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Midwest storm observation day: Friday, April 15, 2011 (Update 1)
My shift in observing philosophy comes to full fruition this week as the first true high-probability tornado setup of 2011 arrives in the Great Plains today. One year ago, such an event would have meant a no-brainer weather expedition down I-44 starting early in the morning. But not this year - I will be staying home from today's storm observation day in Oklahoma and Kansas. My intention this year, for reasons I've gone into detail about previously, is to focus on the lower-probability yet lesser-covered Midwestern aspects of these systems - which we will have here tomorrow (Friday the 15th).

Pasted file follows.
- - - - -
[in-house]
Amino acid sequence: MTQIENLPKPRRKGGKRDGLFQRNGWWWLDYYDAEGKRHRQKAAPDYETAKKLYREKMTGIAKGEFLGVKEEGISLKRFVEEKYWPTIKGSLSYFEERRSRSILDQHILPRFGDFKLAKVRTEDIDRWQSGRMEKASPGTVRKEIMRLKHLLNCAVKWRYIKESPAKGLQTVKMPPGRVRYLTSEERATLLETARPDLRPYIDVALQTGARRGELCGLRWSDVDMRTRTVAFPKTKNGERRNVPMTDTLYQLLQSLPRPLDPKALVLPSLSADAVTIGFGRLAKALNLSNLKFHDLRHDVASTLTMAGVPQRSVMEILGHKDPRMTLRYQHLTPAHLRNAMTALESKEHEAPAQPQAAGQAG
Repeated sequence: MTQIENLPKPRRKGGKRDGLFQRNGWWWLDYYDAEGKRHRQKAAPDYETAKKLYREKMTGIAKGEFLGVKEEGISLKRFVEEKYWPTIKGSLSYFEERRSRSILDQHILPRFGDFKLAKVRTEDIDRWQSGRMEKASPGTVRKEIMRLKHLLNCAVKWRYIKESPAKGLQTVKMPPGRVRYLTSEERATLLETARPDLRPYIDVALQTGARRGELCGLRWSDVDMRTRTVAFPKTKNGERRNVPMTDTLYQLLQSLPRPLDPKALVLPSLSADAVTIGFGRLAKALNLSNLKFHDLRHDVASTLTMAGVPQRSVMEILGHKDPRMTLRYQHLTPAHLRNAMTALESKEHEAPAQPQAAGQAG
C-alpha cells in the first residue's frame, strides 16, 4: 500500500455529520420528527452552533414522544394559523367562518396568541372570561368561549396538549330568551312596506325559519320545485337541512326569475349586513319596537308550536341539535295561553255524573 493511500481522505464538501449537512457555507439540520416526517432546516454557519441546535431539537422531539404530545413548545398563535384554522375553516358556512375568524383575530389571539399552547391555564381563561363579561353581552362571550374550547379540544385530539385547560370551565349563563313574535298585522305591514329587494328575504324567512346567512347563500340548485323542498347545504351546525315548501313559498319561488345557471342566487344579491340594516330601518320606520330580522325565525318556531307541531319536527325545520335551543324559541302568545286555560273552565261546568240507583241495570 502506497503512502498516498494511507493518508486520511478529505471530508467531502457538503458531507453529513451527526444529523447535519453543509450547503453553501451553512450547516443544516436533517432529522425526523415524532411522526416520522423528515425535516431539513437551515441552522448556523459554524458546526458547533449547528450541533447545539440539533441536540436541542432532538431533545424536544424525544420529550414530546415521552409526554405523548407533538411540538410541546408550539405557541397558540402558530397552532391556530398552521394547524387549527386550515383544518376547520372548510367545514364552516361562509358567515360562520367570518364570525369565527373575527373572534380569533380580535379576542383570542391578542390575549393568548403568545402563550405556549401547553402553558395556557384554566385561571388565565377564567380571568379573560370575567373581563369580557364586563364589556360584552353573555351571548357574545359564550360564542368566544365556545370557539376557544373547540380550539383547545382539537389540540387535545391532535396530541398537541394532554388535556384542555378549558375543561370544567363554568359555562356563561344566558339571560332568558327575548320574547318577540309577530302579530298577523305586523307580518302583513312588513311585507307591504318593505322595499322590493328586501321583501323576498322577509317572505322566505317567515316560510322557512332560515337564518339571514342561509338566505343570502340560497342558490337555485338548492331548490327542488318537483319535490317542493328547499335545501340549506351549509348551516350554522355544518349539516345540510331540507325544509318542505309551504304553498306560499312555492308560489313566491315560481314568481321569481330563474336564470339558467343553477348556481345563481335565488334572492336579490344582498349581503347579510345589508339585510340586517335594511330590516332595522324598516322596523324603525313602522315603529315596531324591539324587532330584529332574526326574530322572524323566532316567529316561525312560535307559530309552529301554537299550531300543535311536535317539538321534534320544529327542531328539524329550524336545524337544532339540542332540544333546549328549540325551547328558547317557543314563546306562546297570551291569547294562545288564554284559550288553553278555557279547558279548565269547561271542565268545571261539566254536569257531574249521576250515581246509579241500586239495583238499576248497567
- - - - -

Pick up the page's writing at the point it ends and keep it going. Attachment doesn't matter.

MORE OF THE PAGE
While Friday's main event will be a high-level tornado threat in the deep South (Mississippi and Alabama), the day will also offer two potential opportunities closer to the St. Louis area. The first and more distant option will be the extreme northern warm sector component of the setup, where instability and shear profiles are favorable for supercells. This region, as depicted by models, would extend from Tennessee into southern and central Kentucky. The second zone will be more of a cold-core play, currently shown as setting up ahead of the surface low from around Evansville, Indiana back through the I-64 corridor toward St. Louis.
While the second area is highly conditional and much more bust-prone (mainly due to the glut of rain and clouds shown in this region by models), its close proximity to home makes it the ideal option with current gas prices. So at this stage, my starting target for Friday is my living room - quite an easy trip to make in the morning. Great road options, a coffee maker and internet access to all the data to decide on the next move! If the day does end up being a bust, the return trip will be equally as short.